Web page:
This article was translated by John R. Bopp
We found this photo that grabbed our attention as soon as we saw it. It’s the image of a young girl consoling another. In addition to the obvious difference in the quality of the clothing of both girls, one can see in the posture of the weeping girl her absolute despair.
The photo was taken in 1937 by the British press agency Planet News Ltd., which was highly relevant in the 1930s and 40s, but which, as far as well can tell, was one of the founders of the UPI agency.
This is a photo with a long story behind it, both figuratively and literally. On the obverse, there’s a text describing the image bluntly and precisely. It reads:
HER LAST HOPE GONE BASQUE CHILDREN RIOT AS BILBAO FALLS.
Panic-stricken and sobbing heart-brokenly with fear for their relatives in the captured city, the Basque refugee children at North Stoneham, Hampshire, gave way to mass hysteria and fled blindly from the camp when news of the fall of Bilbao became known.
1 crowd of boys and girls stoned a van from which the news was broadcast. Patrols, villagers and friends at the camp helped round up the fugitives.
PHOTO SHOWS: A Basque girl who believed that her family had perished in the fall of Bilbao, crying on the shoulder of an English friend.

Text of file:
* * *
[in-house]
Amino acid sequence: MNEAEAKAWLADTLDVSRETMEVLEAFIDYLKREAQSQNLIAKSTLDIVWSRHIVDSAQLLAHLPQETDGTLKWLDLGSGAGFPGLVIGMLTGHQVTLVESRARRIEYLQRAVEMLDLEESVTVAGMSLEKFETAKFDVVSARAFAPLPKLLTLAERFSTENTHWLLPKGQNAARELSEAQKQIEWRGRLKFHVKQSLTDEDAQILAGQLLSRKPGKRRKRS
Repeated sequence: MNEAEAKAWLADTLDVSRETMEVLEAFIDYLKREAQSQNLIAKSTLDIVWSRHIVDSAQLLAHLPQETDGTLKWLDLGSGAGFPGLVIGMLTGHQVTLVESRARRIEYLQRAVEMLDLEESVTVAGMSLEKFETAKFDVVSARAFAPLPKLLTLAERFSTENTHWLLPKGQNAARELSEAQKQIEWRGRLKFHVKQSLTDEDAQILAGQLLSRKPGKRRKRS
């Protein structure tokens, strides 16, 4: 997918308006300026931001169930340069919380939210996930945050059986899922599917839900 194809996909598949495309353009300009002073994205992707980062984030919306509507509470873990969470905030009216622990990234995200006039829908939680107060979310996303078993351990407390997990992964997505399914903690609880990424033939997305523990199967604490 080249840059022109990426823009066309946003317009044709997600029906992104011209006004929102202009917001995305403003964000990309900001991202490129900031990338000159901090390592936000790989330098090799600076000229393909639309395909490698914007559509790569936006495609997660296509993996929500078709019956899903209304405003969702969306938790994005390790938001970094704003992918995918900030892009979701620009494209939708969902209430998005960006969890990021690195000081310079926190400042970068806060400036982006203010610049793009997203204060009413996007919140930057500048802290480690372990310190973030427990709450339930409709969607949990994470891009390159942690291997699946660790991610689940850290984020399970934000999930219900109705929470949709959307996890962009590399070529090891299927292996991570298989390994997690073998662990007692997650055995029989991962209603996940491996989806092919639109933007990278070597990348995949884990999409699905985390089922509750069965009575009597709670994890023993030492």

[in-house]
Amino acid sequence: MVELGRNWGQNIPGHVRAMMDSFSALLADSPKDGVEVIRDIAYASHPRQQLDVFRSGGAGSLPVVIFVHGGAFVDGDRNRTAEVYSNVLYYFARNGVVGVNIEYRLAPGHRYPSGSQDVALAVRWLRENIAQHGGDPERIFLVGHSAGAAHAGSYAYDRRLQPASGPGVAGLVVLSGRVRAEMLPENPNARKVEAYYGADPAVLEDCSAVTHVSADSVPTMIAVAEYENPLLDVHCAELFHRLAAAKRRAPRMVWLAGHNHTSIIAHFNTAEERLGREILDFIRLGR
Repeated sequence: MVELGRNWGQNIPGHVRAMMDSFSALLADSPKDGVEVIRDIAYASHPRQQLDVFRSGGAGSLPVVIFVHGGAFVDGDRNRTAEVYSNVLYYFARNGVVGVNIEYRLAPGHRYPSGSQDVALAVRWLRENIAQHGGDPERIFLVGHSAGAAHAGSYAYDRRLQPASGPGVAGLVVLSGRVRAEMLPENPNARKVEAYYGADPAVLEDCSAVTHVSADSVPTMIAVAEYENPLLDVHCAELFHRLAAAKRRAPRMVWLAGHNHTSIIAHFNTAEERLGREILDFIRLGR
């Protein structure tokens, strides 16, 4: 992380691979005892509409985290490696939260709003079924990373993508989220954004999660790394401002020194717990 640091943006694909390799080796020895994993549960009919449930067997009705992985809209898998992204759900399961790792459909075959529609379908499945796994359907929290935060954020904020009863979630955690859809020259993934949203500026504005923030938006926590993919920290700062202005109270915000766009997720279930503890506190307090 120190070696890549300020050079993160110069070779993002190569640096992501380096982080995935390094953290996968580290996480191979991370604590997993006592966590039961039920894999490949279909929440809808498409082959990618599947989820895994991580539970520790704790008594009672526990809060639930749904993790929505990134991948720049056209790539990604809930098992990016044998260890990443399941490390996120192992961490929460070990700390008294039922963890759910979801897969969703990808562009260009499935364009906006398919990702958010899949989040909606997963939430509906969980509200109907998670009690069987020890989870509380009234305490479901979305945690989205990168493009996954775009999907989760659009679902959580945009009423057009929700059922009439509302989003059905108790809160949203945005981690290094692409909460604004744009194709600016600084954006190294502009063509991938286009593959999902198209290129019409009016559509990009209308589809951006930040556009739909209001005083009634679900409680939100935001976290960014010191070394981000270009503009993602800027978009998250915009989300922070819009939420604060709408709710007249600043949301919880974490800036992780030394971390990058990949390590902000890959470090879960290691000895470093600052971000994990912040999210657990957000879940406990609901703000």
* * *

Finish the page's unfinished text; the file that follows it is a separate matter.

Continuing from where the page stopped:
June 20th, 1937 PN.g.
We found that image to say everything that those exiled Basque children must have felt, and the unpayable debt to the British society for taking them in. It’s an image the tells of the pain of those Basque war children, and the support they found among the British people, who, as we’ve said before, faced up to their pro-Francoist government and managed to open the British borders to the children who were fleeing the barbarism and death the insurgents sowed.
A reader brought up an important piece of information to help us better understand the black spirit the insurgents and their British supporters shared:
“The collective hysteria that took over the refugee children in England upon hearing the news of the fall of Bilbao, which many thought might also mean the death of their parents, was encouraged also by some English, who sided with the rebels and who had black hearts, who announced the event with great joy and in bad faith over the megaphones of some of the camps where the refugees were.
We’ve paid a lot of attention to those boys and girls who had to march into exile in those terrible years. And this photo tells that story, from our point of view, of the greatest pain and despair that those children lived in that terrible time. The fall of Bilbao must have seemed like the end of the world to them, the loss of all hope, which would explain the text that accompanies the photograph, and the reactions.
To finish off the story, we’re including a photo that was taken by the same agency, Planet News, about the entrance of the rebels in Bilbao on June 11, 1937, and the subsequent occupation by those guilty of so much suffering, and of the Spanish Civil War.